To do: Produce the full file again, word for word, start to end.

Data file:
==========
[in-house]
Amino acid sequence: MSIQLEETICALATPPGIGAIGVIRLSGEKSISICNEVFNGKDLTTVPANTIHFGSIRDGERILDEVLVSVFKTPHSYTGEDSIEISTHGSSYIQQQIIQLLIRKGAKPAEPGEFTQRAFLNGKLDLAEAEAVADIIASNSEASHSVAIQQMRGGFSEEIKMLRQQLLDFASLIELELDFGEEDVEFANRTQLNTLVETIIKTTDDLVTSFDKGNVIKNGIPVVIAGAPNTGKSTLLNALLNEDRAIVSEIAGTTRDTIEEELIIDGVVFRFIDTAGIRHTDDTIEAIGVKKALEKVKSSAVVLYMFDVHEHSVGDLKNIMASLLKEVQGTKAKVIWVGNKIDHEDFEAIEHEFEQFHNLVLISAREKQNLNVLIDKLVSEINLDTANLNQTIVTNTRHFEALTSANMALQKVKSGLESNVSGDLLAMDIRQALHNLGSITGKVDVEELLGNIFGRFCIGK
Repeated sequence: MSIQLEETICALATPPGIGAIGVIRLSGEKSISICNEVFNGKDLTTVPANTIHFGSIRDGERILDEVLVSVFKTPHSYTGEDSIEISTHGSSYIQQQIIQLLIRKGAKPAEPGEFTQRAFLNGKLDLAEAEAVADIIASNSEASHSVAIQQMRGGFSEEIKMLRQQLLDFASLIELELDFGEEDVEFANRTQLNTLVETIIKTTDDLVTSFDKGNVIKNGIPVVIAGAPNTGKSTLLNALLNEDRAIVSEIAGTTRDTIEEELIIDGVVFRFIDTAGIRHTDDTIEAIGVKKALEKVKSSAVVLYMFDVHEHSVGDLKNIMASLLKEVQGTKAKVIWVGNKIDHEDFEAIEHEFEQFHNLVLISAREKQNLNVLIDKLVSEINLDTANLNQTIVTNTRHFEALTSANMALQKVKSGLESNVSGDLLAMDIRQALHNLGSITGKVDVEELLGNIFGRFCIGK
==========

[in-house]
Amino acid sequence: MSIQLEETICALATPPGIGAIGVIRLSGEKSISICNEVFNGKDLTTVPANTIHFGSIRDGERILDEVLVSVFKTPHSYTGEDSIEISTHGSSYIQQQIIQLLIRKGAKPAEPGEFTQRAFLNGKLDLAEAEAVADIIASNSEASHSVAIQQMRGGFSEEIKMLRQQLLDFASLIELELDFGEEDVEFANRTQLNTLVETIIKTTDDLVTSFDKGNVIKNGIPVVIAGAPNTGKSTLLNALLNEDRAIVSEIAGTTRDTIEEELIIDGVVFRFIDTAGIRHTDDTIEAIGVKKALEKVKSSAVVLYMFDVHEHSVGDLKNIMASLLKEVQGTKAKVIWVGNKIDHEDFEAIEHEFEQFHNLVLISAREKQNLNVLIDKLVSEINLDTANLNQTIVTNTRHFEALTSANMALQKVKSGLESNVSGDLLAMDIRQALHNLGSITGKVDVEELLGNIFGRFCIGK
Repeated sequence: MSIQLEETICALATPPGIGAIGVIRLSGEKSISICNEVFNGKDLTTVPANTIHFGSIRDGERILDEVLVSVFKTPHSYTGEDSIEISTHGSSYIQQQIIQLLIRKGAKPAEPGEFTQRAFLNGKLDLAEAEAVADIIASNSEASHSVAIQQMRGGFSEEIKMLRQQLLDFASLIELELDFGEEDVEFANRTQLNTLVETIIKTTDDLVTSFDKGNVIKNGIPVVIAGAPNTGKSTLLNALLNEDRAIVSEIAGTTRDTIEEELIIDGVVFRFIDTAGIRHTDDTIEAIGVKKALEKVKSSAVVLYMFDVHEHSVGDLKNIMASLLKEVQGTKAKVIWVGNKIDHEDFEAIEHEFEQFHNLVLISAREKQNLNVLIDKLVSEINLDTANLNQTIVTNTRHFEALTSANMALQKVKSGLESNVSGDLLAMDIRQALHNLGSITGKVDVEELLGNIFGRFCIGK